We all have down days. You wake up in a low mood with nothing much on the horizon to look forward to and the day stretches out before you, as one long, unappealing slog. Maybe you burn your toast, feel fat or unattractive in all your clothes; perhaps you get stuck in traffic and are late for work; you might feel misunderstood or unfairly treated by a loved one or colleague. As the day progresses, your low mood builds, and everything in the world looks like it’s specifically designed to be against you.
When we experience days like this, it’s easy to get hooked by our negative thoughts, and, what started out as a couple of minor incidences, can quickly blow up into an entire day of catastrophising and feelings of hopelessness. For lots of us, when we do encounter the blues, we turn to drinking alcohol or other unhelpful behaviours as a way of blocking feelings or distracting ourselves from challenging situations or events. And, in doing so, we exacerbate our original low mood by throwing self-loathing and regret into the mix.
Because of this tendency to make everything worse by engaging in unhelpful ‘coping strategies’ and unhealthy behaviours, it’s really useful to have a few positive techniques up your sleeve that you can pull out of the bag when the going gets tough. In doing this, you can actively challenge your negative thoughts and turn things around in your favour, without resorting to alcohol or any other self-destructive behaviour.
Here are a few ideas that work very well for me in turning my bad mood around. With a bit of practise, such tools become second nature, so that you never again have to add insult to injury by deepening your woes through indulging in bad habits…
1. Meditate Just find ten minutes to sit down, focus on your breathing, work through your body in locating areas of stress and tension, and regain your sense of being present. This simple practice is highly effective in pulling you out of your spiralling thoughts, and helping you, physiologically, to reduce anxiety.
2. Drink water
Our brains require water, just as the rest of the body does, in order to not become dehydrated. When our brains are dehydrated, serotonin levels are depleted (the critical neurotransmitter that affects mood), and we are more likely to experience increased stress levels and subsequently, anxiety and depression.
3. Go for a walk
When you sit inside with just your own negative thoughts for company, you are far more likely to get drawn into a sad spiral of gloom. Being outdoors means you benefit from the positive impact of nature, vitamin D from the sun, and, as the saying goes, a change is as good as a holiday! Simply switching your environment results in a refreshed state of mind, a different perspective, and stimulation that can help us reframe our troubles.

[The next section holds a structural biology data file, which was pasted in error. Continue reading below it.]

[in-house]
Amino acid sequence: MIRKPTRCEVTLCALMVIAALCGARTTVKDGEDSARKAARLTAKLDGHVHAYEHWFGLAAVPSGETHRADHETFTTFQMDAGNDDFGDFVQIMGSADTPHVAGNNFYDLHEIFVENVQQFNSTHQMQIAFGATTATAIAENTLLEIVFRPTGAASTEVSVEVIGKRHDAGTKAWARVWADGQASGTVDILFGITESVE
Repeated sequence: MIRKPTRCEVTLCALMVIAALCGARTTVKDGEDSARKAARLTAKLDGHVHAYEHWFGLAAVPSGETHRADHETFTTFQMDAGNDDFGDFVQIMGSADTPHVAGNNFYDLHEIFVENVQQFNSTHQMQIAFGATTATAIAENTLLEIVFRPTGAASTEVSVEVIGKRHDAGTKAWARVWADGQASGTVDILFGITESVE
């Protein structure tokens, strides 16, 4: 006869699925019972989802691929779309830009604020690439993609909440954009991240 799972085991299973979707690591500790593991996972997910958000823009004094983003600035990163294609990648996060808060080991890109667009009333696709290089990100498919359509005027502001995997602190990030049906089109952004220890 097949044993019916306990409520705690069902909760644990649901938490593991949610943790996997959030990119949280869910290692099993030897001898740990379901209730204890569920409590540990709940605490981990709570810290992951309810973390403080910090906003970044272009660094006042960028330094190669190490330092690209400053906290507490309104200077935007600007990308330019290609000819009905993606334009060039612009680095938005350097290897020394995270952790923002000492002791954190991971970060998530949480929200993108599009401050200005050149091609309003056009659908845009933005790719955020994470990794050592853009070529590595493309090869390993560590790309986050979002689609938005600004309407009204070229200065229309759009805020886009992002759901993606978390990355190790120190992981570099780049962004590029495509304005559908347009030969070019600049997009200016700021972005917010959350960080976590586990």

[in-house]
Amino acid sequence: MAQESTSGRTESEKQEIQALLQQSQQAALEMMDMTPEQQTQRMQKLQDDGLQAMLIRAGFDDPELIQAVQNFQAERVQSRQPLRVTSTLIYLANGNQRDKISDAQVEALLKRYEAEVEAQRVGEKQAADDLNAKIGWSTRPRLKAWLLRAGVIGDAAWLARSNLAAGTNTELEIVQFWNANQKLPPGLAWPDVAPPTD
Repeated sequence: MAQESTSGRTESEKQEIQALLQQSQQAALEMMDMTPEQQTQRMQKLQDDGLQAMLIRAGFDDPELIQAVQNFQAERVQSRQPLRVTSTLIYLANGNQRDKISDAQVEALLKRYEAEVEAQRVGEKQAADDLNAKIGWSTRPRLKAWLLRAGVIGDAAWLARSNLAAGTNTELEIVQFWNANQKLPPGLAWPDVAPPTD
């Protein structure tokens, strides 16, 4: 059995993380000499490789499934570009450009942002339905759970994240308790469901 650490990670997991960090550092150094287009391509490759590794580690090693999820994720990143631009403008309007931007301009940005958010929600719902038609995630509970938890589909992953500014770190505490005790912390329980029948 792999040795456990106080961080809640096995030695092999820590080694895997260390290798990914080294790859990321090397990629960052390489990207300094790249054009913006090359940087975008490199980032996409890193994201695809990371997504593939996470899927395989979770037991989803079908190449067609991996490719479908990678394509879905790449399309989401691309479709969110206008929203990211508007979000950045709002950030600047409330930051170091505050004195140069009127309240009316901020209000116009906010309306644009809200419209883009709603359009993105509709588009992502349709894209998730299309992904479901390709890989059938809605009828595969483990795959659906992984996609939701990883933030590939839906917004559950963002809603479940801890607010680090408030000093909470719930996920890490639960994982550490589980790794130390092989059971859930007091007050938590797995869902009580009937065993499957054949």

4. Practice self-compassion and emotional awareness.
Sit quietly, and visualise the ocean - that big expanse of water in your mind’s eye represents the extent of your emotional capacity, so don’t worry that these uncomfortable or even scary feelings will overwhelm you… you are perfectly able to sit with them, and soon they will pass by like a storm moving overhead.
5. Watch an uplifting film or TV programme, listen to a happy song, or read a book that distracts and/or soothes you
Culture is a brilliant tool for changing our emotional state - just think how often you have left the cinema with a renewed sense of purpose or completely novel outlook, simply by watching a movie.
6. Connect with a supportive friend
When we’re alone, it can be challenging to think objectively, and we are far more likely to feel powerless and overwhelmed by negative thoughts. A good friend will help you see the positive side of things and encourage you to regain a sense of perspective.
7. Avoid caffeine
Caffeine increases anxiety, and so, because often anxiety and depression go hand-in-hand, you should watch your coffee and tea intake (and any other source of caffeine!) if you are feeling down.
8. Write your gratitude journal or a gratitude list
Gratitude helps us to see what we have going for us in life, as opposed to focusing on what’s wrong or lacking. I write a few things down that I’m grateful for (I do this every day but find it’s especially effective when I am feeling in a low mood), and try to be really creative with the list; the smallest of things can make a big difference, like noticing how grateful I am for a cup of tea, or a cuddle with my dog. When we pay focused attention to something we are grateful for, we experience a rush of happiness and a sense of inner peace and warmth. My gratitude practice is a truly significant tool in my emotional health toolbox!